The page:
Interestingly the Sub-Committee re-picked up the issue of the UK having an Adequacy Decision post Brexit and asked if this was something that could work. Matt Hancock again was very reluctant to answer this question and informed the Sub-Committee members that he was not going to go further than what he has said already as there is a need to protect the UK’s negotiating position. The Sub-Committee were not going to give up though and continued to ask if having an Adequacy Decision is an option that could work as it is something that will be needed for other countries. Matt Hancock did confirm that an Adequacy Decision could work, but that’s all he did, there was once again no information given as to whether this was one of the options being looked at. There was consensus that an Adequacy Decision would be needed with other countries, such as the US. At the moment the UK, as part of the EU, relies on Privacy Shield to allow the sharing of data with the US.
One question I found interesting that the Sub-Committee asked was on the resource implications for getting UK organisations GDPR compliant. The response to me shows that the Government are out of touch with what is happening in the real-world. Matt Hancock informed the members that the data protection team in DCMS was fully resourced and working very hard to deliver GDPR inside Government. It was what Matt Hancock said next that surprised me. He believed that for organisations outside of Government there wasn’t much that needed to be done and so long as they were adhering to best practice now there shouldn’t be any problems and won’t find the transition a burden. He made no mention of them needing to be legally compliant just best practice would do. Is it really appropriate for an MP and Minister to say this? You only need look at the enforcement action and fines the Information Commissioner issues to private sector business to see that the private sector must be just as legally compliant with data protection law as Government has to be. The DPA and GDPR do not say it’s only for Government to comply with, it’s for all businesses who process personal data of a living individual.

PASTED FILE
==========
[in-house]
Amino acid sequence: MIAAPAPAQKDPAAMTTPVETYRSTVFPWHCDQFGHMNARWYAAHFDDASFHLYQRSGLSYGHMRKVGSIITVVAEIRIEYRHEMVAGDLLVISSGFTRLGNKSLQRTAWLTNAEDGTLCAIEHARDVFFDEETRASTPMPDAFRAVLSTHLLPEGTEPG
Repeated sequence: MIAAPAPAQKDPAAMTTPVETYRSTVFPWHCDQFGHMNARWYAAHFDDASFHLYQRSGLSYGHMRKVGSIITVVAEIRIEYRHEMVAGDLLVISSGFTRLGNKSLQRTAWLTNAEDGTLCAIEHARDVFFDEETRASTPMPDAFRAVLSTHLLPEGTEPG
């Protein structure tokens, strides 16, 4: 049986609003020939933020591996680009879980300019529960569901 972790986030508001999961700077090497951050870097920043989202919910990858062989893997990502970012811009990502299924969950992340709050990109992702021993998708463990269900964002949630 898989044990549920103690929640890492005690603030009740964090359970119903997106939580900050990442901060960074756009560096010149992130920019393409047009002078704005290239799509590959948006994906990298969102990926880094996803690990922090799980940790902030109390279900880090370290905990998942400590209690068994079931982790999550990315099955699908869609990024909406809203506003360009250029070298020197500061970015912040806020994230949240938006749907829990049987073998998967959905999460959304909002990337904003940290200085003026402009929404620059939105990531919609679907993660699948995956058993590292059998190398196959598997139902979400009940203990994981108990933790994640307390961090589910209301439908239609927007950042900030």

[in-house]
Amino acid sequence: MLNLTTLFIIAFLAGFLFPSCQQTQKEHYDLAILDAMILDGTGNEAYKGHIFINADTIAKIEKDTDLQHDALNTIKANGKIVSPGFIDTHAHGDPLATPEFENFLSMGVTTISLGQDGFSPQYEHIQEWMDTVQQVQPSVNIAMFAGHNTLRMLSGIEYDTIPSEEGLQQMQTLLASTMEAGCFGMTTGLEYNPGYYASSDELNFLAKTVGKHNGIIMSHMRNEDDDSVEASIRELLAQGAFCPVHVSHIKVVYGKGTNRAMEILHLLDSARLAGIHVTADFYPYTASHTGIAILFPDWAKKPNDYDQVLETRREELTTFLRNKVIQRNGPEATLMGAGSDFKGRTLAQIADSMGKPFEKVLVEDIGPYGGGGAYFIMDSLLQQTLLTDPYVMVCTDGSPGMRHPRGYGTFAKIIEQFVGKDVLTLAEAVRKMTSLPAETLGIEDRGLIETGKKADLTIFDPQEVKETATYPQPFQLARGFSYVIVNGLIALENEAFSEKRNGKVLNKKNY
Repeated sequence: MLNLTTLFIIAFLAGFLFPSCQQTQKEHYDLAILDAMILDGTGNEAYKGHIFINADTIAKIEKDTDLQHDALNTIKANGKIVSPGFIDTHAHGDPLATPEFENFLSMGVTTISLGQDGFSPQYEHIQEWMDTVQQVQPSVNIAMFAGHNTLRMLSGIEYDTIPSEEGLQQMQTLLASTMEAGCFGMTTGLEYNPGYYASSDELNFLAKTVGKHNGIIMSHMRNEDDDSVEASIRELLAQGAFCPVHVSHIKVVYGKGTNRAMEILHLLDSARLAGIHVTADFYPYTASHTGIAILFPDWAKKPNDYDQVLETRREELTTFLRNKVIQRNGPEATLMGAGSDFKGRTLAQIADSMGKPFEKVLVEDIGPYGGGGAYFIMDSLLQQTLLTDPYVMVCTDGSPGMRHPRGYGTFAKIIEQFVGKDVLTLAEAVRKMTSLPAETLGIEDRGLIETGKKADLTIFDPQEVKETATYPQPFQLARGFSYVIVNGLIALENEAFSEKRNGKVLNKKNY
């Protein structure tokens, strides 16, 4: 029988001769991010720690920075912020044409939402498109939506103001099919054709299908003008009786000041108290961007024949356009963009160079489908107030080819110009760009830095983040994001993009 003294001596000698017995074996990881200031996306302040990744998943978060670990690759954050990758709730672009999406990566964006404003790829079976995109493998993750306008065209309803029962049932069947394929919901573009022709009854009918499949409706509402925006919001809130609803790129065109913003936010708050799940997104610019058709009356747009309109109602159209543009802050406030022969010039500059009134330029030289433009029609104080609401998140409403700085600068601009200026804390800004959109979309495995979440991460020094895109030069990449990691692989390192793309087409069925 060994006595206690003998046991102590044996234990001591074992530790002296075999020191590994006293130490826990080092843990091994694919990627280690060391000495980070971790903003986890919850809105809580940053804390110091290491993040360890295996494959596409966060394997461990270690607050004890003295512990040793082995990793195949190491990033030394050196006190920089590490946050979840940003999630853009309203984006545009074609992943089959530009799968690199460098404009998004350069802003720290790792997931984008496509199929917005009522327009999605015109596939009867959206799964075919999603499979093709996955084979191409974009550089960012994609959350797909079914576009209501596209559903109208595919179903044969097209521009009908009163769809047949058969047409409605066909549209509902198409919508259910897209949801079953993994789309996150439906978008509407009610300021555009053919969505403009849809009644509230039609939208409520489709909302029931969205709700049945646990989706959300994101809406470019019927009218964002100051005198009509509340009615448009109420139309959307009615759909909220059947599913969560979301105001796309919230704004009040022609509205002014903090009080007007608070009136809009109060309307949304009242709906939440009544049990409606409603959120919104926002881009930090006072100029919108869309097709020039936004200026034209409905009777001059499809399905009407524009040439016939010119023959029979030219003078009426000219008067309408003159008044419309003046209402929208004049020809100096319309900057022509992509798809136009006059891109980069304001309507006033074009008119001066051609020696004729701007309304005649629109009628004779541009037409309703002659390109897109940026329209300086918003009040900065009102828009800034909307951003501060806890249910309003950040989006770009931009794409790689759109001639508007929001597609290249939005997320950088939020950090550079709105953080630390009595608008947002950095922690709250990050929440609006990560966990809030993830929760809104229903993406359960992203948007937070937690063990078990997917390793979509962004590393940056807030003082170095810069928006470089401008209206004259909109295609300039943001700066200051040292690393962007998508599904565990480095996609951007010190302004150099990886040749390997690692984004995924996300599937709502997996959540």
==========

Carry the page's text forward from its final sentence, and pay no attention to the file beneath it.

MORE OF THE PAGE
The Sub-Committee also asked if we would mirror any changes made to GDPR after we have left the EU. Again, there was a rather non-committal answer given from Matt Hancock only that the UK Government would either make the decision on mirroring the changes at that time or we would have our own interpretation of those changes brought into UK law, but he did go on to say once again that we would still want to maintain the “unhindered data flow”.
With regard to the existing Data Protection Act 1998, Matt Hancock confirmed that changes would need to be made to this to allow GDPR to be implemented and work on this was already a foot with legislation going to be put forward at the next session.
So, some of the key messages that came out of the GDPR session are:
After watching this meeting it appears to me the discussion on GDPR at this Sub-Committee took place too early in the year as Matt Hancock really was at pains to give any answers to the questions they put to him. Either he didn’t have an answer as it was still an unknown at this stage or he was not at liberty to divulge any information to the Sub-Committee – we will never know! However, what it should do is highlight to him and Government the concerns the Sub-Committee have that need to be addressed. Maybe more detailed answers will be given at the next meeting on GDPR with the EU Home Affairs Sub-Committee.